CIOs look to capitalize on the COVID spotlight

The pandemic has propelled CIOs to center stage, winning accolades for their transformative efforts. The next act is all about making sure this is a permanent role, not a cameo performance.

CIOs look to capitalize on the COVID spotlight
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Prior to the pandemic, Truist Financial CIO Scott Case and his IT organization had already earned some serious bona fides from the business. Case and several executive cohorts had taken the reins to accelerate the merger of BB&T and SunTrust Banks into a digital financial powerhouse and were well under way spearheading end-to-end transformation.

When COVID-19 bore down this spring, the Truist team shifted into overdrive. Under Case’s direction, the IT organization mobilized to transfer nearly 40,000 employees to secure and effective remote work, spun up logistics operations to procure and source computer equipment, created a mini-factory for building and distributing laptops and headsets for call center employees, and got the firm’s investment bankers and traders up and running from home. Once core operations were stabilized, Case’s team sprung into action for phase two: rethinking the client experience in light of the new COVID normal. In a matter of weeks, IT implemented a new appointment scheduling system, portal capabilities, and an online loan origination platform.

The period of intense work, which cast an even brighter spotlight on IT and the CIO role, accelerated a dynamic that was already under way: Positioning Case and his team as a transformational force within the business. “The pandemic and all of the related activities were a multitude of proof points that came in a very condensed period of time,” Case says. “It completely erased all the doubt if there were ever any doubters. It exemplified that we were not some back-office function being told what to do and we leapt forward in the value chain.”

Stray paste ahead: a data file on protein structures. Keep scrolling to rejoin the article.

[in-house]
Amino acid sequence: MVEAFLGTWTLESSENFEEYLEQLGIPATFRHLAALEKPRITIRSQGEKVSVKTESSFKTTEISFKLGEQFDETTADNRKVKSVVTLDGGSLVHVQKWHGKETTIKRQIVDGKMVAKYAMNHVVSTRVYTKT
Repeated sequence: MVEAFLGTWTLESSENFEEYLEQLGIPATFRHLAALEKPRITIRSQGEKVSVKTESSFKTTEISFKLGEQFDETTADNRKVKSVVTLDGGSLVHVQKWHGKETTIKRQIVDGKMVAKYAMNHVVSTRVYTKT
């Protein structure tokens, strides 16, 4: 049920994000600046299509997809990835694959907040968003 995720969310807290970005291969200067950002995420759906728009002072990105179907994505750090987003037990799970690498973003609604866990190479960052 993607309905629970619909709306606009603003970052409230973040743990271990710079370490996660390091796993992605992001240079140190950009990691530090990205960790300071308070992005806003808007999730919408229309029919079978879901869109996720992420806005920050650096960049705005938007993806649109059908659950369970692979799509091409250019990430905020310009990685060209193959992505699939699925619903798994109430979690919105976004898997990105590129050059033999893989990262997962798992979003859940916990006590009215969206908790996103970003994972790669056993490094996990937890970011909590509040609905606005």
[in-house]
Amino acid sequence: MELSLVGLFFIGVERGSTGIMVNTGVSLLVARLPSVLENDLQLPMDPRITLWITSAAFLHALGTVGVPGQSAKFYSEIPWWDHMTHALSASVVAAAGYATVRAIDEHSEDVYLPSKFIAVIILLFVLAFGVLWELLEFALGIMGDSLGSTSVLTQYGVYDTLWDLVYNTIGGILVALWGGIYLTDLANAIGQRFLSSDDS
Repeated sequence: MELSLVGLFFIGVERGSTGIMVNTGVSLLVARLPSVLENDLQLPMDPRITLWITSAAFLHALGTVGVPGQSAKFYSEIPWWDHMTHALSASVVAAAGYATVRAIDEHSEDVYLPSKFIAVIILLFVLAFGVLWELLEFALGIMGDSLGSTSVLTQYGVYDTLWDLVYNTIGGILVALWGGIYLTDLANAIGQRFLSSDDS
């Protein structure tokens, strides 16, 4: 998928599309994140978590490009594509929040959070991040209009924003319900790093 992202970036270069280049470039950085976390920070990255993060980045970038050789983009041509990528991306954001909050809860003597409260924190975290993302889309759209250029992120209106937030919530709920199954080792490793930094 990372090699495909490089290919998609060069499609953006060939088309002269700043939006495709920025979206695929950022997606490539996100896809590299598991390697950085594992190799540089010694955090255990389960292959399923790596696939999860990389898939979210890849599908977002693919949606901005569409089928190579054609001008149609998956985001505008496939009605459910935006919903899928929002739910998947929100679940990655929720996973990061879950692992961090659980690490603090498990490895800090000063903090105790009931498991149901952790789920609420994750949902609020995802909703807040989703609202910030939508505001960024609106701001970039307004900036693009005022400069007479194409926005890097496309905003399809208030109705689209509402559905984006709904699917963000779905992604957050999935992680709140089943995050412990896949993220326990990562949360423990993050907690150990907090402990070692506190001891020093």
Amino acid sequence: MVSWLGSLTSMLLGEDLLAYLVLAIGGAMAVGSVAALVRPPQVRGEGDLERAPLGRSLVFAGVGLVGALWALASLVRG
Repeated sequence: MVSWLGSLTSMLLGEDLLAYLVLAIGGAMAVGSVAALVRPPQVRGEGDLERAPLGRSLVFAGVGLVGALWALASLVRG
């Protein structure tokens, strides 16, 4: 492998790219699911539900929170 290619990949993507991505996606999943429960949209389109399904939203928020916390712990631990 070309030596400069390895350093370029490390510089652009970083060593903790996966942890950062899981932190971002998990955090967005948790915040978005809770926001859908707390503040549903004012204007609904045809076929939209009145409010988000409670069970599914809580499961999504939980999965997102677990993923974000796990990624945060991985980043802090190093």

Maximizing CIO star power

Across industries, CIOs and IT organizations are feeling the love from a newly rapt enterprise audience. Six in 10 respondents to the Harvey Nash/KPMG CIO Survey 2020 said their influence has increased as a result of the pandemic. Even before COVID-19 hit, Deloitte’s 2020 Global Technology Leadership study defined a new kind of innovative IT leader: a dynamic, change-oriented “kinetic leader” who can help envision a technology-driven future and lead complex transformation. The new profile for technology chiefs, Deloitte’s research contends, is more agile and customer-centric — with 42% embracing agile practices across the organization and 60% more likely to select customers as a top business priority.

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